In the upstairs rooms the exposed timber beams give a particularly Jacobean flavour, while furniture throughout the house including some fine sideboards is also by Wood.
The house was extended between 1904-06, representing the needs of the growing household and the family’s desire to keep up with the times.
Following an accident at Acre Mill, Herbert Sykes died in 1916. Annie continued to live there with their children before putting the house up for sale in 1921.
The property then became the home of architect Joseph Berry and was sold to Huddersfield Borough Council in 1946.
The house was then used as a residential children’s home, a home for adults and finally a day centre for adults with learning difficulties which it remains today.
Yet despite its change of use, the house looks almost the same as when the young couple first stepped through its doors.
Brian says: “It was a private house until 1946 and has had several uses since, but unlike some other private houses designed by the architect where a lot of the features have gone or been changed, this has been remarkably well looked after and looks largely the same as when it was first built.
“Obviously a few changes have taken place to make it suitable as a public building, but it has all been done very sensitively and maintained that feeling of it being a family home with most of the original furniture still in the rooms.
“When we were able to take the public on a tour of the house for the first time earlier this year, some members of the group had lived there when it was a children’s home.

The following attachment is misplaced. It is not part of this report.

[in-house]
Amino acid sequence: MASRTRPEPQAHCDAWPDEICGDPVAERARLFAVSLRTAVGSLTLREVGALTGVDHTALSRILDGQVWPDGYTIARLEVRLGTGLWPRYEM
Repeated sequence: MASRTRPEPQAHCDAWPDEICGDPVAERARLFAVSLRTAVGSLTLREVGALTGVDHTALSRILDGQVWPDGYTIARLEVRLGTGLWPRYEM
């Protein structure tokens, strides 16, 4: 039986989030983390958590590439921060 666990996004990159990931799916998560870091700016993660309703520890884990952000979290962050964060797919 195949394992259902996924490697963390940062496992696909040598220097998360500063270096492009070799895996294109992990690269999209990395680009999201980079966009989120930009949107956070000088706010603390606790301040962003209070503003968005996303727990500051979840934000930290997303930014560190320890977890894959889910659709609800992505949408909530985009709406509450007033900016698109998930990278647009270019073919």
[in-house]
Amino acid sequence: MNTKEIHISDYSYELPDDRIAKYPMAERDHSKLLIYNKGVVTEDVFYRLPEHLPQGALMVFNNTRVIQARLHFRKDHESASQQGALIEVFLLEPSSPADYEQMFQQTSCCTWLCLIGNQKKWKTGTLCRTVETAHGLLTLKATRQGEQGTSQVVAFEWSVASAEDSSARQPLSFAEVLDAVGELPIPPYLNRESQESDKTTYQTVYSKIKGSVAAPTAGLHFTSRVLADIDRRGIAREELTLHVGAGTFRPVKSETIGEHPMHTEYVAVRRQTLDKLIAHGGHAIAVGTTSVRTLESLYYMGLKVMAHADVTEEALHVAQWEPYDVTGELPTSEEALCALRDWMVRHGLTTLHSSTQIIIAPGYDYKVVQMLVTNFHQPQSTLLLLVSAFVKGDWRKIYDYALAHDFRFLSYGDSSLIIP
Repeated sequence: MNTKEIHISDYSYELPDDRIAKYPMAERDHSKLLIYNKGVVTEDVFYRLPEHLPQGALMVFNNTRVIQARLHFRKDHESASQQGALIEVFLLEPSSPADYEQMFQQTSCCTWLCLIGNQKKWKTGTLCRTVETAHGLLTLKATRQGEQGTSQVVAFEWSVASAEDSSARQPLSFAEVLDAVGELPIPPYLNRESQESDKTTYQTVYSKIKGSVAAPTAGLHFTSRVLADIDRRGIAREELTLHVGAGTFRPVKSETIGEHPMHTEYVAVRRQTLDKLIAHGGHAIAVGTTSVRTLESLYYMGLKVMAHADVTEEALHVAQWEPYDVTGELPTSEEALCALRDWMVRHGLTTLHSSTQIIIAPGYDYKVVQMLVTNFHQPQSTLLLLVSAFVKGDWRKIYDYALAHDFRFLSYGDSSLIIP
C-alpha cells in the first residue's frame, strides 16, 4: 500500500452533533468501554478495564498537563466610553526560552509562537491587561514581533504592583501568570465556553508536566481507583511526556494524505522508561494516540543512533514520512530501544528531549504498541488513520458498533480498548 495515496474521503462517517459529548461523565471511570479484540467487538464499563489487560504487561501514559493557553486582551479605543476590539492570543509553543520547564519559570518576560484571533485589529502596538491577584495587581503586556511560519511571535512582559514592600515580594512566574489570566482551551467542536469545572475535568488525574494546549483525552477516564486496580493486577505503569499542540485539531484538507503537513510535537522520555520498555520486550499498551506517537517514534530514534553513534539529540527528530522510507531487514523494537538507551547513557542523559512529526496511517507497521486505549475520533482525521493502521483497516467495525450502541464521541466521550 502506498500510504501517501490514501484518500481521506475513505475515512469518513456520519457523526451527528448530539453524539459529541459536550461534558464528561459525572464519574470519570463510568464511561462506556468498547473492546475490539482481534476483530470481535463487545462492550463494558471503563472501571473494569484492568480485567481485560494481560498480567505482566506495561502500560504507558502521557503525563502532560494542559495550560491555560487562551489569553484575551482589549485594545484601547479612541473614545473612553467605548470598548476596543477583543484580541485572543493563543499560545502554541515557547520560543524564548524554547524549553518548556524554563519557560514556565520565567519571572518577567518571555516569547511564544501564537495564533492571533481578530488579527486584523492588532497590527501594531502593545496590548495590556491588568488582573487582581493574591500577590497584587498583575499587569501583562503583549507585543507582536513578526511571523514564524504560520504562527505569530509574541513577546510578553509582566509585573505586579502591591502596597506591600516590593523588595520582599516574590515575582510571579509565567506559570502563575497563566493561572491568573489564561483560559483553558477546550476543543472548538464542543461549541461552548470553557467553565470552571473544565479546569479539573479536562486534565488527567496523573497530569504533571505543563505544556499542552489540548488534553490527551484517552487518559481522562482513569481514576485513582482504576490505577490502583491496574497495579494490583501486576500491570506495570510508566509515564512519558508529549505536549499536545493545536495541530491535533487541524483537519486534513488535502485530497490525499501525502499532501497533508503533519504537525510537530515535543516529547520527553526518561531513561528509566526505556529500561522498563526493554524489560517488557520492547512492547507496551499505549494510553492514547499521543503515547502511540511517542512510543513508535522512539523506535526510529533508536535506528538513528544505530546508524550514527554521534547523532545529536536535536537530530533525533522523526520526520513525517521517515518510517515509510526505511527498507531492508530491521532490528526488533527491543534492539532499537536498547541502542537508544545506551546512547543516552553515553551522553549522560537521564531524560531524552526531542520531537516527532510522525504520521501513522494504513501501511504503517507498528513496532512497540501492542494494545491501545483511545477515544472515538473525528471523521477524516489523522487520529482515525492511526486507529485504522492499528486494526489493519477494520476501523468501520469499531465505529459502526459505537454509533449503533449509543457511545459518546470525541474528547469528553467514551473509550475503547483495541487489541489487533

“They would queue up for sweets that the matrons kept in the bureau in the morning room and I get the sense they enjoyed living there because the rooms were so attractive and they had the run of the grounds, which were once even more extensive.
“I think the children had a very different experience than perhaps they would have done in other places because this felt very much like a home.”
According to Brian it is remarkable how well the house has been preserved, with all the ornate features and furniture intact and rooms largely laid out in the same way.
He says one of the most impressive rooms is the morning room, located at the south east corner of the house which has light flooding through it.
“It has some lovely panelling and a fantastic painted frieze showing a harvest scene and the briar rose.
“Much of the original furniture is in this room, for example the writing desk which still has the letter racks.”
“The house is a great legacy of Wood and many of the skills he utilised here would be a big influence on his later famous Huddersfield builds.”
Other well-known designs include Lydgate Unitarian Chapel in New Mill, one of the first flat-roofed buildings in Britain, and the richly detailed and romantic Banney Royd.
The Art Nouveau Lindley Clock Tower has stood at the corner of Lidget Street and Daisy Lea Lane since 1902.
Wood left a deep mark on the appearance of the town, both through his own work and influence on others.
Says Brian: “So much of the interior has survived and as an early property by Wood it’s an extremely important part of our local heritage.
“He would have established a lot of his skills here and it would have been his showcase to enable him to design future buildings in the town and make his unique contribution to the local landmark.
“It’s a tremendous house – a wonderful story and great piece of local history.”